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Many retailers and other merchants still use the old “Green Stamps” method to deliver their loyalty programs: they give you a card and punch it (only 8 more slushies to go ’til you get one free!). You are then supposed to keep track of it, and put it somewhere so it’s handy the next time you show up. All of this assumes you remember you have it in the first place.

As with gift card breakage, this is why these programs have such low redemptions rates and – for most consumers – become so unsatisfying: they’re just too hard to use. And if you’ve ever handed an over-worked counter clerk a paper card and asked for a stamp or a punch during the lunch rush, you know that that’s not a happy face he’s giving you. I’m not missing the fact that having a program that no one uses creates a certain amount of practically-free good will for the issuing company, but that’s a tremendous amount of work for an effort that does not ultimately generate the loyalty these merchants desire.

Now comes a loyalty technology company called Chockstone, which is introducing the newest generation of “single swipe,” a functionality that allows POS-based retail loyalty programs (QSR, department stores, gas stations, etc.) to be administered on the same major credit cards we all use today. For a single issuer, such as Subway, this makes the program easier to use and more likely to bring the customer back. It seems to me, though, that the overall potential of this technology could far more significant.

The average U.S. household is signed up for 12 loyalty programs. If multiple programs are administered on a single credit card, then “presence of” (information) and my usage of all of those programs will reside at a single source. Imagine the benefit to the credit card issuer, the administering retailers and other non-participating retailers and merchants:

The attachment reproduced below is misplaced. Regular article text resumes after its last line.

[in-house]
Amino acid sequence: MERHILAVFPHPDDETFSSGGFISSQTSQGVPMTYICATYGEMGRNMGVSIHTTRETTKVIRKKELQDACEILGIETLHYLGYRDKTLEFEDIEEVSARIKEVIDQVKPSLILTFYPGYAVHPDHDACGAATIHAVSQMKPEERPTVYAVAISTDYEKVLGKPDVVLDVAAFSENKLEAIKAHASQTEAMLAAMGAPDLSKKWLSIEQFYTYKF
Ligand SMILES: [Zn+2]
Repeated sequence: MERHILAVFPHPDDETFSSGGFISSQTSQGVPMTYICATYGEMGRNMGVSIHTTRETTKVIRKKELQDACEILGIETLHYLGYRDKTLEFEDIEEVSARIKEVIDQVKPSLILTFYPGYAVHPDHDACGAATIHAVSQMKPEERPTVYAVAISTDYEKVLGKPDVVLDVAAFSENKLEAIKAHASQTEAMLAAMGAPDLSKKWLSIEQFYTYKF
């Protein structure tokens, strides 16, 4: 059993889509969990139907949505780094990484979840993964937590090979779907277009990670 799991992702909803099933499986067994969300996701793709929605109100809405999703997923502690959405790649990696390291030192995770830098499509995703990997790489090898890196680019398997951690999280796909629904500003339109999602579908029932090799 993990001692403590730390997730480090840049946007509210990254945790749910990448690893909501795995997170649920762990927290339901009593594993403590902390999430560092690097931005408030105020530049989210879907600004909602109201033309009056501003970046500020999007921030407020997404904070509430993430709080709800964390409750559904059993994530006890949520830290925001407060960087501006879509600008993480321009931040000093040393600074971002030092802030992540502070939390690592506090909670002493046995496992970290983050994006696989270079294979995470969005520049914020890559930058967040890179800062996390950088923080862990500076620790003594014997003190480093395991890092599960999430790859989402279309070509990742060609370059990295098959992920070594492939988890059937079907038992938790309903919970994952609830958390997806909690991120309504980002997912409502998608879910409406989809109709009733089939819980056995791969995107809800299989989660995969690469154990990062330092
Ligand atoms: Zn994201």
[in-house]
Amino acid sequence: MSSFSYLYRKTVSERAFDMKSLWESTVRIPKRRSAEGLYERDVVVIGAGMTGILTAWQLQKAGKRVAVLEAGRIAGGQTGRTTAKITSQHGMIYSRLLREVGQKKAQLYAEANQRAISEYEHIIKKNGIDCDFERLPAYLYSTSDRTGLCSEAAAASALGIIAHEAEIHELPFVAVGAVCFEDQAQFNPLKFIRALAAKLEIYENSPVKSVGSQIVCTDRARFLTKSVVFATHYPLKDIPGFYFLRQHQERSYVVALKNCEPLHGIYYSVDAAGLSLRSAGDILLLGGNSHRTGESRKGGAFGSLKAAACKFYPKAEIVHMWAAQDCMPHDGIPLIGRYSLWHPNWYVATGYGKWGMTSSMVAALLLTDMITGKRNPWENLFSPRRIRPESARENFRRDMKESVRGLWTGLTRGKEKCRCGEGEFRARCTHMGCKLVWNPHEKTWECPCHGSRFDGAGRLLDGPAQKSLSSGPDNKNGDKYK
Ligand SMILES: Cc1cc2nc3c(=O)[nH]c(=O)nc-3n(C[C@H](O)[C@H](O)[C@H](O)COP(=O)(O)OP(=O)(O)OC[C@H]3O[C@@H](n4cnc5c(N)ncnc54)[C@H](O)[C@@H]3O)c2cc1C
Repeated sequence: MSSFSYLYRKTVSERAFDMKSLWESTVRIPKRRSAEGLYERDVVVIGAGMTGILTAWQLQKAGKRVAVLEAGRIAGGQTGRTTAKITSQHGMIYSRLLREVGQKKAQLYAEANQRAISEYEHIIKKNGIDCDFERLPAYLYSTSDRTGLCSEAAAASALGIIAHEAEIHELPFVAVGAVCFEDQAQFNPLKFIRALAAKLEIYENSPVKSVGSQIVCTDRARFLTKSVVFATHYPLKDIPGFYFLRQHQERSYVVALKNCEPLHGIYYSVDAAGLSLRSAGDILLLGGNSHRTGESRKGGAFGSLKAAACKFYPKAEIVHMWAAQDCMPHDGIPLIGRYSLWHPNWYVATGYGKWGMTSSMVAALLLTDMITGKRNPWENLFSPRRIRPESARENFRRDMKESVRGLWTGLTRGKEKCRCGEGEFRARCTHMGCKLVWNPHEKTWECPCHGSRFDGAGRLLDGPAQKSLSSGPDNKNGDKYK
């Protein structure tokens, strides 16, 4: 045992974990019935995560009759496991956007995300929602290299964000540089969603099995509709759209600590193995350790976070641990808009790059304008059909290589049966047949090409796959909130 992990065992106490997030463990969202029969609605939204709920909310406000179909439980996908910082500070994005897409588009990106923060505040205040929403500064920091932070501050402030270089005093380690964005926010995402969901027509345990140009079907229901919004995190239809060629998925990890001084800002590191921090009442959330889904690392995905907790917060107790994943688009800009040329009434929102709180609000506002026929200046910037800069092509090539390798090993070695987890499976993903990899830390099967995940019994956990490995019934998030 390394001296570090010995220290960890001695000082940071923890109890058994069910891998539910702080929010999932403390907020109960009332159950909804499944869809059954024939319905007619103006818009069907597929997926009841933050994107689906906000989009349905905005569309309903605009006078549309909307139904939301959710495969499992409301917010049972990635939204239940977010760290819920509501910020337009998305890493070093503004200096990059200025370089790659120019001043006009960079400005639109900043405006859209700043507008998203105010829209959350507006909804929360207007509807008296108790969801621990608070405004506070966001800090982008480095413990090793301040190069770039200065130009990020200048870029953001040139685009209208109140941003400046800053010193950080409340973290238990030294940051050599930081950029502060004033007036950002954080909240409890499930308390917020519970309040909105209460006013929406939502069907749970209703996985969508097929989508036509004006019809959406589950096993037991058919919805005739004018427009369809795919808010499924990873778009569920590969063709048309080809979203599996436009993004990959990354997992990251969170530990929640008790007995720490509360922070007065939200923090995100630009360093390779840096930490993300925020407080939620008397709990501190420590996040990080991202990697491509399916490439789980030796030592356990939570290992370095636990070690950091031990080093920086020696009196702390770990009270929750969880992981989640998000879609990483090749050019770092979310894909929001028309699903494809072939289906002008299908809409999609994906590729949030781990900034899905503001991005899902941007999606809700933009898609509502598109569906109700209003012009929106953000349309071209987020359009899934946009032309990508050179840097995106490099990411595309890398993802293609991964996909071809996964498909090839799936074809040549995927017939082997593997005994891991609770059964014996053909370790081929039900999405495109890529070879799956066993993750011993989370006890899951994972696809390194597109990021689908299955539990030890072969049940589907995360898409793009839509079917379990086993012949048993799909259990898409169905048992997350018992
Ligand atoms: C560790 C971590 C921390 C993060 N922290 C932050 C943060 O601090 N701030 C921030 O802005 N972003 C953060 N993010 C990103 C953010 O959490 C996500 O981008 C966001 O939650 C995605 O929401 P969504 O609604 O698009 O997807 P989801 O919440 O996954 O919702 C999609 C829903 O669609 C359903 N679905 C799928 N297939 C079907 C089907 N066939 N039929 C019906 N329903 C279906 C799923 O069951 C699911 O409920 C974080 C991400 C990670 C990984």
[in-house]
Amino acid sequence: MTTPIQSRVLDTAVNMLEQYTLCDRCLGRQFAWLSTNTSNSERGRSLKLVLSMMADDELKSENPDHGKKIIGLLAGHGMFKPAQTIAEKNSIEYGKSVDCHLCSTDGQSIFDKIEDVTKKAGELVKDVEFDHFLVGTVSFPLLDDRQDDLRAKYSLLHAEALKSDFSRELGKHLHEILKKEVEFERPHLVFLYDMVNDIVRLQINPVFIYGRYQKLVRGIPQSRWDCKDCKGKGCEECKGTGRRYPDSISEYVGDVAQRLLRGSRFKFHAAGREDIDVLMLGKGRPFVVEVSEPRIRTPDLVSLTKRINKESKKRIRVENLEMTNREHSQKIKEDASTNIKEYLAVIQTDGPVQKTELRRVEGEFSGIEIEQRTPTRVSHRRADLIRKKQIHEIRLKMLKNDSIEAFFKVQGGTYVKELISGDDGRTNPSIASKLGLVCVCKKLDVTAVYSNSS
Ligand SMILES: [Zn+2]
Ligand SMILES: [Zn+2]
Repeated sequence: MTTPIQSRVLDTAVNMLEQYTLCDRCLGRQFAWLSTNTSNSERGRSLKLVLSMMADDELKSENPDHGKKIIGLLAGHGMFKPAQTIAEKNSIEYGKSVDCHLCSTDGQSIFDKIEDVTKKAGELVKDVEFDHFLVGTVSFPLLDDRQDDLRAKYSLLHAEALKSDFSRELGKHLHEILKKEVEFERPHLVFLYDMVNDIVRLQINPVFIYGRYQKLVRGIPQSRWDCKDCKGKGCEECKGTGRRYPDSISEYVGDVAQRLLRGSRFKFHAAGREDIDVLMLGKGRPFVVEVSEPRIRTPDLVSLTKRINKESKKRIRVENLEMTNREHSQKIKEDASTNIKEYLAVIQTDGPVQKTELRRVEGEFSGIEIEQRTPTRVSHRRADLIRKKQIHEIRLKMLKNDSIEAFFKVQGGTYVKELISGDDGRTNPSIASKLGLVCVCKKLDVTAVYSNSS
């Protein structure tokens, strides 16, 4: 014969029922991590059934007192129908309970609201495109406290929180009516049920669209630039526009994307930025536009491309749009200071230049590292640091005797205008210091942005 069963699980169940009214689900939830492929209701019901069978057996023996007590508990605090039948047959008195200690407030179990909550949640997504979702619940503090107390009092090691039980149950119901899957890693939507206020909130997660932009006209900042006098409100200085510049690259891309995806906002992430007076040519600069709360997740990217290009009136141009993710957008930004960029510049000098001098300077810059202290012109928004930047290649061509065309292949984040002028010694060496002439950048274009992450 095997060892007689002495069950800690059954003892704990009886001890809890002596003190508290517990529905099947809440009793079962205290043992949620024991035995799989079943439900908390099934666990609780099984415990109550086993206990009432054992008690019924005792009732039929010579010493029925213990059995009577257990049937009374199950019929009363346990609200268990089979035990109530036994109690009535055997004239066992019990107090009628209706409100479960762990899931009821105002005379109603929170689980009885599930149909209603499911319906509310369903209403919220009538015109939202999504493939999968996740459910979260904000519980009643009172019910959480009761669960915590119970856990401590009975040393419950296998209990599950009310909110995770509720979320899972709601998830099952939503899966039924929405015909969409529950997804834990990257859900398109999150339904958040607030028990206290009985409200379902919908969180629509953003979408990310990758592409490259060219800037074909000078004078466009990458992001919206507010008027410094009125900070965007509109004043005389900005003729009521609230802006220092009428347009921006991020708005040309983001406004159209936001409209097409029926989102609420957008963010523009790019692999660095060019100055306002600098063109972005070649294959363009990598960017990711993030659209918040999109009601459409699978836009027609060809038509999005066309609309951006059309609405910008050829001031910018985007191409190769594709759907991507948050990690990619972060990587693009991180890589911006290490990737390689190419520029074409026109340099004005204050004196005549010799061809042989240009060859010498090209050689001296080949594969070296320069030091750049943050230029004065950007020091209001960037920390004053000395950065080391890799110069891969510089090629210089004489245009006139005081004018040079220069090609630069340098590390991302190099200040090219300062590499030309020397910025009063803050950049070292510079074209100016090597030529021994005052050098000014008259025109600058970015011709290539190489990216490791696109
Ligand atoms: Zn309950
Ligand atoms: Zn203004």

* Mastercard, Visa and the issuing banks could all tinker with their loyalty efforts based on an assessment of the programs you have loaded on the program and your usage patterns. The issuers could also create an incremental revenue stream by selling various levels of data to participating and non-participating retailers via the creation of a loyalty database co-op.

The early movers could also create their own added loyalty by providing information and custom incentives delivered as a message printed on your monthly card statement.

* The owner of each loyalty program could adjust the levels, incentives and form of its program based not only on their own results, but potentially, your use of competitors’ (or complementary retailers’) programs as well. And customized reward programs could be administered at a cost close to zero. Subway, for example, may want to increase your rewards if it knows that you also have Quiznos’ loyalty program loaded on your credit card.

* Paneros (which, let’s say, may not have a program or might want to be smarter about the one it has) could purchase blind transaction data from the co-op showing your activity with Subway and Quiznos. It could then be quite surgical about testing and defining the value it would take to get you to shift to their program – not too much, not too little. It could creat one mass program, a “best customer” initiative or both.

Most functionality that would be required for all of the above to happen does not yet exist, but the potential for everyone involved is huge. At a macro level, every party in the value chain could achieve higher loyalty, with the right customers, at a reduced cost.  And I could throw away that paper Burritoville punch card I never have with me, anyway.

And, friends: I’ve started a new daily blog at, offering shorter takes on news and trends of the day. I’d be delighted if you’d take a look.


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